The Kingdom belongs to people who aren’t trying to look good or impress anybody, even themselves. They are not plotting how they can call attention to themselves, worrying about how their actions will be interpreted or wondering if they will get gold stars for their behaviour. Twenty centuries later, Jesus speaks pointedly to the preening ascetic trapped in the fatal narcissism of spiritual perfectionism, to those of us caught up in boasting about our victories in the vineyard, to those of us fretting and flapping about our human weakness and character defects.

The child doesn’t have to struggle
to get himself in a good position
for having a relationship with God…

He doesn’t have to craft ingenious way of explaining his position to Jesus; he doesn’t have to create a pretty face for himself; he doesn’t have to achieve any state of spiritual feeling or intellectual understanding. All he has to do is to happily accept the cookies: the gift of the Kingdom.

–Brennan Manning

Loved as we are

If in our hearts we really don’t believe that God loves us as we are, if we are still tainted by the lie that we can do something to make God love us more, we are rejecting the message of the cross.

–Brennan Manning

Letting ourselves be loved

Instead of our self-conscious efforts to be good, we should allow ourselves the luxury of letting ourselves be loved, not after we clean up our act and get all our ducks in a row, not after we have eliminated every trace of sin, selfishness, dishonesty, and degraded love from our resume, not after we have developed a disciplined prayer life and spent ten years in Calcutta with Mother Teresa’s missionaries, but right now, right here . . .

–Brennan Manning

Published in: on 03/04/2012 at 7:23  Leave a Comment  
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Knowing God

The Word we study has to be the Word we pray. My personal experience of the relentless tenderness of God came not from exegetes, theologians, and spiritual writers, but from sitting still in the presence of the living Word and beseeching Him to help me understand with my head and heart His written Word. Sheer scholarship alone cannot reveal to us the gospel of grace. We must never allow the authority of books, institutions, or leaders to replace the authority of “knowing” Jesus Christ personally and directly. When the religious views of others interpose between us and the primary experience of Jesus as the Christ, we become unconvicted and unpersuasive travel agents handing out brochures to places we have never visited.

— Brennan Manning

Published in: on 01/26/2012 at 9:00  Leave a Comment  
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Lord of laughter

Jesus Christ risen from the dead is the source, reason, and basis for the inarticulate joy of Christian living. He is the Lord of the dance—the dance of living. He is lord of laughter, and our laughter is the echo of his risen live within us. On Easter Monday, Orthodox monks sit in the monastery all day telling jokes and laughing till their sides hurt.

–Brennan Manning

Published in: on 12/05/2011 at 10:29  Leave a Comment  
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Muffled thunder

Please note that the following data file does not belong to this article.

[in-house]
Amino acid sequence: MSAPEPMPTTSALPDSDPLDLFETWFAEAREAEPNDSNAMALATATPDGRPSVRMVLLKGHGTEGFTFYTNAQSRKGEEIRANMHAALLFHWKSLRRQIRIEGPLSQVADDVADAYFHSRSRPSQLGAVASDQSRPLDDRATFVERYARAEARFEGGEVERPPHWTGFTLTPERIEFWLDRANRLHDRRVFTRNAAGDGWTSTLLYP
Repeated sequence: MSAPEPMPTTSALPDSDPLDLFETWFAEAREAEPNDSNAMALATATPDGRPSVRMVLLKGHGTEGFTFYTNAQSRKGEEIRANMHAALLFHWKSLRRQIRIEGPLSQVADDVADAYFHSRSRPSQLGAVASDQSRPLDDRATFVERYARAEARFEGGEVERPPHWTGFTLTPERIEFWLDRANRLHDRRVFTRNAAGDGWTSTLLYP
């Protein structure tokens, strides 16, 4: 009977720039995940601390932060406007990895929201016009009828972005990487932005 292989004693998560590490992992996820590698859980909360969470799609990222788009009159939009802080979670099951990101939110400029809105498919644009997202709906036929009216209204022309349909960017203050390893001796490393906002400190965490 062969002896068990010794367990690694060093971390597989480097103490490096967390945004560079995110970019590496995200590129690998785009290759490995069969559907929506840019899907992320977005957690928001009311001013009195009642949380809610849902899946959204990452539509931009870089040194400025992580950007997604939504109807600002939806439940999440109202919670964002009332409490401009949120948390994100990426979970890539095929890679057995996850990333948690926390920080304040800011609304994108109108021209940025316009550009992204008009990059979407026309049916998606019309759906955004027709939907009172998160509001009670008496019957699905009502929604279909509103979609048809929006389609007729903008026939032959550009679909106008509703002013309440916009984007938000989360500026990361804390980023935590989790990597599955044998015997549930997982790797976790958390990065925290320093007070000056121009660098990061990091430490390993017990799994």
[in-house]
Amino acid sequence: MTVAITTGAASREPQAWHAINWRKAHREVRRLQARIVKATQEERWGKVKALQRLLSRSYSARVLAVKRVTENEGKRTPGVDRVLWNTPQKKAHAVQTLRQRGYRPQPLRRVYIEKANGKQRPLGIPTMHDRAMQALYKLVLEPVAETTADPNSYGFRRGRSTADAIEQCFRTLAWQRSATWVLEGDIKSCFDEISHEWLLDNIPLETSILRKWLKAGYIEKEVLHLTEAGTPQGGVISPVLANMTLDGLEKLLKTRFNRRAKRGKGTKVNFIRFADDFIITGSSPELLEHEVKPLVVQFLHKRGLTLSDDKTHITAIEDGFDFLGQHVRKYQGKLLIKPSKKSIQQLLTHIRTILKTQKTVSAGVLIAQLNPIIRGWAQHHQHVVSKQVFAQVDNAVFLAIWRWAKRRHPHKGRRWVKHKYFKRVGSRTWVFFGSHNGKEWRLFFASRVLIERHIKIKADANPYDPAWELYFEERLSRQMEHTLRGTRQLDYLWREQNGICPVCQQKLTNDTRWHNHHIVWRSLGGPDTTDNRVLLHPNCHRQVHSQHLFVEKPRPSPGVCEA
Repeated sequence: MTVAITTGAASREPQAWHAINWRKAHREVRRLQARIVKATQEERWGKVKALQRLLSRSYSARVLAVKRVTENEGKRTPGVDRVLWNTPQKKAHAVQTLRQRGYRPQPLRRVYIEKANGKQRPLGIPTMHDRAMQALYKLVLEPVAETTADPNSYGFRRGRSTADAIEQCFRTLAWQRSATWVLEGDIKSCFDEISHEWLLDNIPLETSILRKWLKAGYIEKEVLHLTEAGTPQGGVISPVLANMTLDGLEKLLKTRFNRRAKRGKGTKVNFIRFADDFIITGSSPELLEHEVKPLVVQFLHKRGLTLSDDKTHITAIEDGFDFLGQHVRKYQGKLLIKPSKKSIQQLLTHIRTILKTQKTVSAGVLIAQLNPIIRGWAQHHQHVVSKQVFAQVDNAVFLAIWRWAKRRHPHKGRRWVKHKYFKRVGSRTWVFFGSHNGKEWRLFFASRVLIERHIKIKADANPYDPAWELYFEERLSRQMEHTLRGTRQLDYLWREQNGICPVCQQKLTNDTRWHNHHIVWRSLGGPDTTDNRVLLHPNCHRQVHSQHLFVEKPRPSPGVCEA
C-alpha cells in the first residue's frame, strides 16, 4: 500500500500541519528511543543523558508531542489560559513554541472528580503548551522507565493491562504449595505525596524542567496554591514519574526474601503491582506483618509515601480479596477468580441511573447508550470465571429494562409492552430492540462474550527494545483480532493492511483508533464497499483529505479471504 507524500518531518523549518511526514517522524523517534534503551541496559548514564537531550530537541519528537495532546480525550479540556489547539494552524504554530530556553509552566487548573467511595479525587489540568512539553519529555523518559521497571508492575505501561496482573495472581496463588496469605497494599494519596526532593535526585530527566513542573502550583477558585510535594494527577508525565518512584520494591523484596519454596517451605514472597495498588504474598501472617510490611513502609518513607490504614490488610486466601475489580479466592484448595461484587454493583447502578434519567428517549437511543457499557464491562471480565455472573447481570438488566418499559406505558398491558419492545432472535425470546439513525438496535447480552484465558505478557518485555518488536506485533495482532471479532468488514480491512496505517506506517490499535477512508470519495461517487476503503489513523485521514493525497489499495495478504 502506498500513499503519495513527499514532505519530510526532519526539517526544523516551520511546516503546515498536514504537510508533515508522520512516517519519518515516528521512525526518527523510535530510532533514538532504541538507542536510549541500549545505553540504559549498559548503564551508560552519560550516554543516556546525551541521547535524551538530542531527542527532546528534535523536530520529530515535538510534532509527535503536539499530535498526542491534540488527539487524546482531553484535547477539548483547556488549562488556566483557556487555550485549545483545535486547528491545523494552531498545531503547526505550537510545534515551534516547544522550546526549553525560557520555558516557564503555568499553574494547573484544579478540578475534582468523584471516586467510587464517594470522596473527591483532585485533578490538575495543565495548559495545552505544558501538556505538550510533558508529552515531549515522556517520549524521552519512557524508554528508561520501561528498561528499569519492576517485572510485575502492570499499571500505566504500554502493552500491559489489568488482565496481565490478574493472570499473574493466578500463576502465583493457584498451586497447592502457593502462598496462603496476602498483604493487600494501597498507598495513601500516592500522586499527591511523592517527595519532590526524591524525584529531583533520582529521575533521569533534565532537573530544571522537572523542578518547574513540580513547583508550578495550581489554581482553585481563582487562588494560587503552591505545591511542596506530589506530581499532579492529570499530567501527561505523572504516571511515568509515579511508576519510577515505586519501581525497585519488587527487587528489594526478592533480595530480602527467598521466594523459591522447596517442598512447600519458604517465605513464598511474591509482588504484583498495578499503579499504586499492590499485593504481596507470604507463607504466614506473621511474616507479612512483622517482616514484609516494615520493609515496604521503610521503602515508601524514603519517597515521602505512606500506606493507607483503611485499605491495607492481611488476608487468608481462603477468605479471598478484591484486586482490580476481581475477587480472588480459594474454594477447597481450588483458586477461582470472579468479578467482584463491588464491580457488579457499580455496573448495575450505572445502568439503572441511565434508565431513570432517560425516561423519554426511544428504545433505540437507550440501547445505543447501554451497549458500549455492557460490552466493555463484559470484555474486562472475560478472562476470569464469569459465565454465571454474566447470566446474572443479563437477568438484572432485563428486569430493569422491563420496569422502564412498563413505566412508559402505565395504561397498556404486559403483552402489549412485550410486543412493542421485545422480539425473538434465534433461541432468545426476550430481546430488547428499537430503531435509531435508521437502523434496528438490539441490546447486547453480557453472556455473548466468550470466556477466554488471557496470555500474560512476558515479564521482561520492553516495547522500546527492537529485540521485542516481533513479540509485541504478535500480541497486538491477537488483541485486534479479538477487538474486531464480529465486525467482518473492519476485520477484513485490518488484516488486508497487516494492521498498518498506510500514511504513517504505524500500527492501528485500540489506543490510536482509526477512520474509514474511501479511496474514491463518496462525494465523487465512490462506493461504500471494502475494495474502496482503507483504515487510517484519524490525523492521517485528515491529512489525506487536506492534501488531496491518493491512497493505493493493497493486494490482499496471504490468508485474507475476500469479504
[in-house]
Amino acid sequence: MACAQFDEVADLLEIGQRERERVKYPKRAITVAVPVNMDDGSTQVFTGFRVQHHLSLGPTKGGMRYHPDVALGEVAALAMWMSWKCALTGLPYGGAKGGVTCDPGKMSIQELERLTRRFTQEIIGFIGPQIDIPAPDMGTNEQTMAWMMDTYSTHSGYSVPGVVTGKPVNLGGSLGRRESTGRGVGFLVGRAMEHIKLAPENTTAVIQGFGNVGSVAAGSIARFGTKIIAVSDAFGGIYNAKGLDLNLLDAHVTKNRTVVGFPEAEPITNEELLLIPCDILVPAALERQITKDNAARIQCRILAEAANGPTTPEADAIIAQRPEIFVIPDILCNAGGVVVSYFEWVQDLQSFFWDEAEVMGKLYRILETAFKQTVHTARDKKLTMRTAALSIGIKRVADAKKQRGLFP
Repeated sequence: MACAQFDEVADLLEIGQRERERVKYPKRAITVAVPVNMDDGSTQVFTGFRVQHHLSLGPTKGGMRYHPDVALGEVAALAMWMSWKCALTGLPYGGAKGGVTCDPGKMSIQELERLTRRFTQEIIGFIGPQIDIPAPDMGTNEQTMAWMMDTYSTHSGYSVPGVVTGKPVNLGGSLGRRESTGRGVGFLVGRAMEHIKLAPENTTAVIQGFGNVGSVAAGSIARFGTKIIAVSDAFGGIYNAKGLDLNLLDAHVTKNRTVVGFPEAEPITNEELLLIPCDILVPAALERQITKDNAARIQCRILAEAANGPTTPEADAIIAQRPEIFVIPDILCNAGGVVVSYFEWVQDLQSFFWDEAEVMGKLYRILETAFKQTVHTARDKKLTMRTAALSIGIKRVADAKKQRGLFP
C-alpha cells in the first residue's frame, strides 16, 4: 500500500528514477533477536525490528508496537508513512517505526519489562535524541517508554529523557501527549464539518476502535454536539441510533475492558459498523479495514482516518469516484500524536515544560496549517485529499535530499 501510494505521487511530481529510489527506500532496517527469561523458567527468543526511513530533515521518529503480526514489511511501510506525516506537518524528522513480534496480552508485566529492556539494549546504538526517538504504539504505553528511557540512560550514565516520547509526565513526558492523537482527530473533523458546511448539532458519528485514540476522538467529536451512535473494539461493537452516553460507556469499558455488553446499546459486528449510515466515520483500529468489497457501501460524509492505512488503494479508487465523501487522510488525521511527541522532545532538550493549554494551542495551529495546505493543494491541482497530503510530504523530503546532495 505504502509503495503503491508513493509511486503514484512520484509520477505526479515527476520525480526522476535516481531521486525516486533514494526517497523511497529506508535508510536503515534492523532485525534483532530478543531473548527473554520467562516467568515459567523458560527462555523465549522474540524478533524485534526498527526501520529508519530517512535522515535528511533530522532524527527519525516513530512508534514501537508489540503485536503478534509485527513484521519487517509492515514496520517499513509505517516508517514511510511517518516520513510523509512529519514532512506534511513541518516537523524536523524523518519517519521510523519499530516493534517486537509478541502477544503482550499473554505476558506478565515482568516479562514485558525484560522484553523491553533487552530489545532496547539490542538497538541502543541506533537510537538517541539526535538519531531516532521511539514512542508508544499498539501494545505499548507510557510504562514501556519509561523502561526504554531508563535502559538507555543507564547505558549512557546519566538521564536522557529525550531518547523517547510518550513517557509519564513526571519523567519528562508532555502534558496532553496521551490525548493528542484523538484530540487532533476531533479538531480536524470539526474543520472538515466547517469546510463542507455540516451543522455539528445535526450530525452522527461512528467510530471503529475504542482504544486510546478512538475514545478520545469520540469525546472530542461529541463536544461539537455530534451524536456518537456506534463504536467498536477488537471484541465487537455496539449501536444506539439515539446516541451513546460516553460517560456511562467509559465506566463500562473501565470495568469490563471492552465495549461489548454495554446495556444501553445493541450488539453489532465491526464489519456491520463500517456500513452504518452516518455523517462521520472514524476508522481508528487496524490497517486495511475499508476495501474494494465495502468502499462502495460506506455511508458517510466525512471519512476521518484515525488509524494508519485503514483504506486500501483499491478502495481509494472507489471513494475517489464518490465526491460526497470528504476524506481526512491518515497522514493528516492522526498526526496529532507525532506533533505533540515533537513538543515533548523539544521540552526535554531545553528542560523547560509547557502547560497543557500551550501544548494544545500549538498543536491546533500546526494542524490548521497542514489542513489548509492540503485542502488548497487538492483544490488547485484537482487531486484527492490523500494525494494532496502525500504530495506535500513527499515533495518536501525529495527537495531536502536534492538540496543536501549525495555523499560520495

Is this miracle enough for anybody?

Or has the thunder of “God so loved the world so much” been so muffled by the roar of religious rhetoric that we are deaf to the word that God could  have tender feelings for us?

–Brennan Manning

Published in: on 06/12/2011 at 19:18  Leave a Comment  
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Irrational Love

It is only the revelation
that God is love that clarifies
the happy irrationality
of God’s conduct and
His relentless pursuit.
For love tends to be irrational.
It pursues in spite of infidelity.

-Brennan Manning

Published in: on 05/28/2011 at 23:42  Leave a Comment  
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The Christlike God

The old religious image of a vindictive, angry punitive God gives way to Jesus, who cherishes all people, even sinners. Jesus does not present a God who demands but who forgives, who does not oppress but raises up, who does not wound but heals, who does not condemn but forgives. Woe then to those who wound, condemn, oppress and punish in his name. It can only be said, they do not know the God of Jesus Christ.

 –Brennan Manning

Belovedness

Living in awareness
of our belovedness
is the axis around which
the Christian life revolves.

–Brennan Manning


Radically loved

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Define yourself radically
as one beloved by God.
This is the true self.
Every other identity
is illusion.

–Brennan Manning

Image: Keith Dixon


No separation

The cross reveals that Jesus has conquered sin and death and that nothing, absolutely nothing, can separate us from the love of Christ. Neither the imposter nor the Pharisee, neither the lack of awareness nor the lack of passion, neither the negative judgments of others nor the debased perception of ourselves, neither our scandalous past nor our uncertain future, neither the power struggles in the church nor the tensions in our marriage, nor fear, guilt, shame, self-hatred, or even death can tear away from the love of God, made visible in Jesus the Lord.

–Brennan Manning

Published in: on 07/07/2010 at 0:31  Comments (2)  
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What are you afraid of?

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The question which the gospel of grace puts to you is simply this: Who shall separate you from the love of Christ?
What are you afraid of?
Are you afraid that your weakness could separate you from the love of Christ? It can’t.
Are you afraid that your inadequacies could separate you from the love of Christ. They can’t.
Are you afraid your inner poverty could separate you from the love of Christ? It can’t.
Difficult marriage, loneliness, anxiety; over the children’s future? They can’t.
Negative self-image? It can’t.
Economic hardship, racial hatred, street crime? They can’t.
Rejection by loved ones or the suffering of loved ones? They can’t.
Persecution by authorities, going to jail? They can’t.
Nuclear war? It can’t.
Mistakes, fears, uncertainties? They can’t.
The gospel of grace calls out: Nothing can ever separate you from the love of God made visible in Christ Jesus our Lord.

–Brennan Manning

Published in: on 05/21/2010 at 12:16  Leave a Comment  
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Love beyond measure

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Jesus said, “He who sees Me sees the Father.” From our brother Jesus, who alone knows the Father, we learn that there is a welcoming love, unconditional acceptance, a relentless and eternal affection that so far exceeds our human experience that even the passion and death of Jesus is only a hint of it. Think on that for a moment: the torn, broken, lacerated, spit-covered, blood-drenched body of Jesus is only a hint of the Father’s love. The very substance of our faith is an unwavering confidence that beyond the hint lies love beyond measure.

–Brennan Manning